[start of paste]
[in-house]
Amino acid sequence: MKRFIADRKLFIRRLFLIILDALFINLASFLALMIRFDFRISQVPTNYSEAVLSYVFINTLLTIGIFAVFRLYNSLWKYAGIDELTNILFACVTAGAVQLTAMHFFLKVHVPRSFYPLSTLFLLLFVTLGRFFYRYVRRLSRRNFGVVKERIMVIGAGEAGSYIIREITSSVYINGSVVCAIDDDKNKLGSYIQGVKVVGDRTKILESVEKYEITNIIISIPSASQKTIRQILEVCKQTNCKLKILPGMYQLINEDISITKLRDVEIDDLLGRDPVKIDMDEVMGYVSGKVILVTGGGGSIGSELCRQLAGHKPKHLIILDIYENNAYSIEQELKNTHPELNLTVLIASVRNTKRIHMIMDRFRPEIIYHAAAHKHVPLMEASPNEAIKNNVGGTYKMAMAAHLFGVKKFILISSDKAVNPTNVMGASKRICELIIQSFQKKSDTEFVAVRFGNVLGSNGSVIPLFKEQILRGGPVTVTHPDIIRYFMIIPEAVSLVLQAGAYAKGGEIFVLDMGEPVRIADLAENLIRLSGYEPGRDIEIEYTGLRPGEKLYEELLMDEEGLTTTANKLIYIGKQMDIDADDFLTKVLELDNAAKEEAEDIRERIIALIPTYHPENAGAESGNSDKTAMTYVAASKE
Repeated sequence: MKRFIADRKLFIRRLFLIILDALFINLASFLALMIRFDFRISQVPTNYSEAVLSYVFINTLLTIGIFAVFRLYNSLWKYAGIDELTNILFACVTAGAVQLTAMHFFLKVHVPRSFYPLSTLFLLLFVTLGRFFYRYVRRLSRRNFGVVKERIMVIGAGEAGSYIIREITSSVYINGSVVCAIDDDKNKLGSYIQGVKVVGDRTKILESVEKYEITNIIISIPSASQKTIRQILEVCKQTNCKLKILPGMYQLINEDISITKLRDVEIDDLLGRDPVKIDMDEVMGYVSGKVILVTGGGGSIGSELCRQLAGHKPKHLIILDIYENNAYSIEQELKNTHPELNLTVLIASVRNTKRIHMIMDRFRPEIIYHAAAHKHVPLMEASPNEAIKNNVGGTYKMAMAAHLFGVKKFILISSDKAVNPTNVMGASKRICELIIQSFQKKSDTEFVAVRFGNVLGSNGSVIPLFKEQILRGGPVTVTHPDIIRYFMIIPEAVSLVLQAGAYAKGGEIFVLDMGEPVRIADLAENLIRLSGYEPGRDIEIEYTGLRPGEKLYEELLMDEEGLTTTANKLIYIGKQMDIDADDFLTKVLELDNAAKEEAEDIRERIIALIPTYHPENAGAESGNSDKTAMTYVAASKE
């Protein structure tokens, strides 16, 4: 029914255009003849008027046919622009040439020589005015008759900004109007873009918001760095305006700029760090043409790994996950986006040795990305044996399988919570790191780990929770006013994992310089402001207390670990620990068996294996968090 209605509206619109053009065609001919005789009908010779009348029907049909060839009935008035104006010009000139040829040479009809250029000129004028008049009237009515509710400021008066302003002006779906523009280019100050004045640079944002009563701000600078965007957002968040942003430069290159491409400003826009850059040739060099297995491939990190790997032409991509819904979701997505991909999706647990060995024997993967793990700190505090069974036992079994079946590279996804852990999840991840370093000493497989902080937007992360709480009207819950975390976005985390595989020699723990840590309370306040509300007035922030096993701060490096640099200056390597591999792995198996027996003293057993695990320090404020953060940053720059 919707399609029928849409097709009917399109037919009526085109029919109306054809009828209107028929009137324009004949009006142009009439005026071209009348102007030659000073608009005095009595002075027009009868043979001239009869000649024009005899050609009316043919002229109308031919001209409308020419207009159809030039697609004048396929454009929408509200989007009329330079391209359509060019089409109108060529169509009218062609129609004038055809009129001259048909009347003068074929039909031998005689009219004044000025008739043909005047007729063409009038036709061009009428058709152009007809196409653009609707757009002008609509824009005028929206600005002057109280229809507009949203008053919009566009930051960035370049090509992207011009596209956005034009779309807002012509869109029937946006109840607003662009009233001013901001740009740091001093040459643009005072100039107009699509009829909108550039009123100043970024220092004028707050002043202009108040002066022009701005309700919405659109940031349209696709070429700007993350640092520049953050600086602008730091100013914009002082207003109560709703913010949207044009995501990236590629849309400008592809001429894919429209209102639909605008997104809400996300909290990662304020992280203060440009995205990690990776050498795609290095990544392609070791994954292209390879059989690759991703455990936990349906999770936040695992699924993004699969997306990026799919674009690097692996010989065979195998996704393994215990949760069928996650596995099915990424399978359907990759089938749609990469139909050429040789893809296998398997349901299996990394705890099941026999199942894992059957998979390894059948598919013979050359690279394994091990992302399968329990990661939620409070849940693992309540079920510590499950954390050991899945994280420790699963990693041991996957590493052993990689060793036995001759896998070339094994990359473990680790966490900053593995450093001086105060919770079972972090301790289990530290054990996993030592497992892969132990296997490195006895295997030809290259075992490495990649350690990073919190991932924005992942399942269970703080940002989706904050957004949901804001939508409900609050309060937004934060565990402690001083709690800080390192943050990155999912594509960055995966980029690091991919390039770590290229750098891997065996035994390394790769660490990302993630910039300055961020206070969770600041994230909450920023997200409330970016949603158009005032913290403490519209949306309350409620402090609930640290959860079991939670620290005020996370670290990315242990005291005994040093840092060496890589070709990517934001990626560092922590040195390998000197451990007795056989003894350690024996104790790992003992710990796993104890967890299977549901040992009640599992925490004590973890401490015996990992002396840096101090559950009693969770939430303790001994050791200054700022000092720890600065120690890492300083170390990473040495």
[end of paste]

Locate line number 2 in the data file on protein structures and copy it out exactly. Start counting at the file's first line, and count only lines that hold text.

Amino acid sequence: MKRFIADRKLFIRRLFLIILDALFINLASFLALMIRFDFRISQVPTNYSEAVLSYVFINTLLTIGIFAVFRLYNSLWKYAGIDELTNILFACVTAGAVQLTAMHFFLKVHVPRSFYPLSTLFLLLFVTLGRFFYRYVRRLSRRNFGVVKERIMVIGAGEAGSYIIREITSSVYINGSVVCAIDDDKNKLGSYIQGVKVVGDRTKILESVEKYEITNIIISIPSASQKTIRQILEVCKQTNCKLKILPGMYQLINEDISITKLRDVEIDDLLGRDPVKIDMDEVMGYVSGKVILVTGGGGSIGSELCRQLAGHKPKHLIILDIYENNAYSIEQELKNTHPELNLTVLIASVRNTKRIHMIMDRFRPEIIYHAAAHKHVPLMEASPNEAIKNNVGGTYKMAMAAHLFGVKKFILISSDKAVNPTNVMGASKRICELIIQSFQKKSDTEFVAVRFGNVLGSNGSVIPLFKEQILRGGPVTVTHPDIIRYFMIIPEAVSLVLQAGAYAKGGEIFVLDMGEPVRIADLAENLIRLSGYEPGRDIEIEYTGLRPGEKLYEELLMDEEGLTTTANKLIYIGKQMDIDADDFLTKVLELDNAAKEEAEDIRERIIALIPTYHPENAGAESGNSDKTAMTYVAASKE